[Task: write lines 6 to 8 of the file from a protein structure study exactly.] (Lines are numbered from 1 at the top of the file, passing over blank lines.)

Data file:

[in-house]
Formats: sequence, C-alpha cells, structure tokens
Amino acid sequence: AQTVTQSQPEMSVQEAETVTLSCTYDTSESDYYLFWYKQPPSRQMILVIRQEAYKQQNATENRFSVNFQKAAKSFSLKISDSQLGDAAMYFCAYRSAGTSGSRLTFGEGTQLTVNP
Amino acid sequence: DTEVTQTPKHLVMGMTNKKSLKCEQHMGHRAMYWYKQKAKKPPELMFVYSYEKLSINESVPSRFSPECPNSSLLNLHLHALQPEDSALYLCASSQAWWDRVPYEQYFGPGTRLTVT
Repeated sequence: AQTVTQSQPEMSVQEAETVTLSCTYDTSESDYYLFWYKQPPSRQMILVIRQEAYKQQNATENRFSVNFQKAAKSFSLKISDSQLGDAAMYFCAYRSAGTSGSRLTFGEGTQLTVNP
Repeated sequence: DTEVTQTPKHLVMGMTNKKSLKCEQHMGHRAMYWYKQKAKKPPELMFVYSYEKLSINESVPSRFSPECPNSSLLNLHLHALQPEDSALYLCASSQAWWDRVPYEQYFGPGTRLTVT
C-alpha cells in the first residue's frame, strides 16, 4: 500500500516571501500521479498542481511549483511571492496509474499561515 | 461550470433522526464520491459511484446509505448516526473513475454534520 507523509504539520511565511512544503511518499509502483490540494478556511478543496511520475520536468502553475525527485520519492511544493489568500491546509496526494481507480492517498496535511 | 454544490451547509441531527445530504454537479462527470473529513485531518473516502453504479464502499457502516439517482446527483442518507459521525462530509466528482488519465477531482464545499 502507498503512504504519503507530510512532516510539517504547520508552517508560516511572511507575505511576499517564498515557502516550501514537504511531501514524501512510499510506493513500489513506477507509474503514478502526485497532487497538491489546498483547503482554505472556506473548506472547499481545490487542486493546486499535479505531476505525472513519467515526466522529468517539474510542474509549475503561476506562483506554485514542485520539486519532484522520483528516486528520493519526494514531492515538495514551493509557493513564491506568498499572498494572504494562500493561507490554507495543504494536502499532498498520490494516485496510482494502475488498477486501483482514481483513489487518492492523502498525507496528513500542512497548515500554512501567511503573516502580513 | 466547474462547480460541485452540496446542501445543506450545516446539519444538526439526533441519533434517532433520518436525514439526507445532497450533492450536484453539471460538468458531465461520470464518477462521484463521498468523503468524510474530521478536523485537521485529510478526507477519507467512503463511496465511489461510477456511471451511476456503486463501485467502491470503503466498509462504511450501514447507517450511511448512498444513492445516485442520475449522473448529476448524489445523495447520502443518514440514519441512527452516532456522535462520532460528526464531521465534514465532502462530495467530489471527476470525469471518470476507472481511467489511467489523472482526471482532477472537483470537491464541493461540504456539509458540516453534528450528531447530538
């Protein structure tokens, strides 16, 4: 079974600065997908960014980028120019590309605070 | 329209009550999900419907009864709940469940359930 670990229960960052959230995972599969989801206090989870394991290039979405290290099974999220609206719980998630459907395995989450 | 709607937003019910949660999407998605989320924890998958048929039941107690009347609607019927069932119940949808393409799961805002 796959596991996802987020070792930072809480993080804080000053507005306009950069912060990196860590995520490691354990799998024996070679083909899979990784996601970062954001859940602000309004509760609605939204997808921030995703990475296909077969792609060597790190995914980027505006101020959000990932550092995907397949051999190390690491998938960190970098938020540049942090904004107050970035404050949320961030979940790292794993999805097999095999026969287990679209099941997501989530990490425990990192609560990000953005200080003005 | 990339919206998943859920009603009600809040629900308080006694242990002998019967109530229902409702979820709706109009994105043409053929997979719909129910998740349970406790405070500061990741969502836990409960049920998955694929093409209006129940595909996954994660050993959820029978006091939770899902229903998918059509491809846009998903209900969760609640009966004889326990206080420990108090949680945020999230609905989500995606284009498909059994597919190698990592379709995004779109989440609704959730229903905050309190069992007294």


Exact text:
Repeated sequence: DTEVTQTPKHLVMGMTNKKSLKCEQHMGHRAMYWYKQKAKKPPELMFVYSYEKLSINESVPSRFSPECPNSSLLNLHLHALQPEDSALYLCASSQAWWDRVPYEQYFGPGTRLTVT
C-alpha cells in the first residue's frame, strides 16, 4: 500500500516571501500521479498542481511549483511571492496509474499561515 | 461550470433522526464520491459511484446509505448516526473513475454534520 507523509504539520511565511512544503511518499509502483490540494478556511478543496511520475520536468502553475525527485520519492511544493489568500491546509496526494481507480492517498496535511 | 454544490451547509441531527445530504454537479462527470473529513485531518473516502453504479464502499457502516439517482446527483442518507459521525462530509466528482488519465477531482464545499 502507498503512504504519503507530510512532516510539517504547520508552517508560516511572511507575505511576499517564498515557502516550501514537504511531501514524501512510499510506493513500489513506477507509474503514478502526485497532487497538491489546498483547503482554505472556506473548506472547499481545490487542486493546486499535479505531476505525472513519467515526466522529468517539474510542474509549475503561476506562483506554485514542485520539486519532484522520483528516486528520493519526494514531492515538495514551493509557493513564491506568498499572498494572504494562500493561507490554507495543504494536502499532498498520490494516485496510482494502475488498477486501483482514481483513489487518492492523502498525507496528513500542512497548515500554512501567511503573516502580513 | 466547474462547480460541485452540496446542501445543506450545516446539519444538526439526533441519533434517532433520518436525514439526507445532497450533492450536484453539471460538468458531465461520470464518477462521484463521498468523503468524510474530521478536523485537521485529510478526507477519507467512503463511496465511489461510477456511471451511476456503486463501485467502491470503503466498509462504511450501514447507517450511511448512498444513492445516485442520475449522473448529476448524489445523495447520502443518514440514519441512527452516532456522535462520532460528526464531521465534514465532502462530495467530489471527476470525469471518470476507472481511467489511467489523472482526471482532477472537483470537491464541493461540504456539509458540516453534528450528531447530538
């Protein structure tokens, strides 16, 4: 079974600065997908960014980028120019590309605070 | 329209009550999900419907009864709940469940359930 670990229960960052959230995972599969989801206090989870394991290039979405290290099974999220609206719980998630459907395995989450 | 709607937003019910949660999407998605989320924890998958048929039941107690009347609607019927069932119940949808393409799961805002 796959596991996802987020070792930072809480993080804080000053507005306009950069912060990196860590995520490691354990799998024996070679083909899979990784996601970062954001859940602000309004509760609605939204997808921030995703990475296909077969792609060597790190995914980027505006101020959000990932550092995907397949051999190390690491998938960190970098938020540049942090904004107050970035404050949320961030979940790292794993999805097999095999026969287990679209099941997501989530990490425990990192609560990000953005200080003005 | 990339919206998943859920009603009600809040629900308080006694242990002998019967109530229902409702979820709706109009994105043409053929997979719909129910998740349970406790405070500061990741969502836990409960049920998955694929093409209006129940595909996954994660050993959820029978006091939770899902229903998918059509491809846009998903209900969760609640009966004889326990206080420990108090949680945020999230609905989500995606284009498909059994597919190698990592379709995004779109989440609704959730229903905050309190069992007294």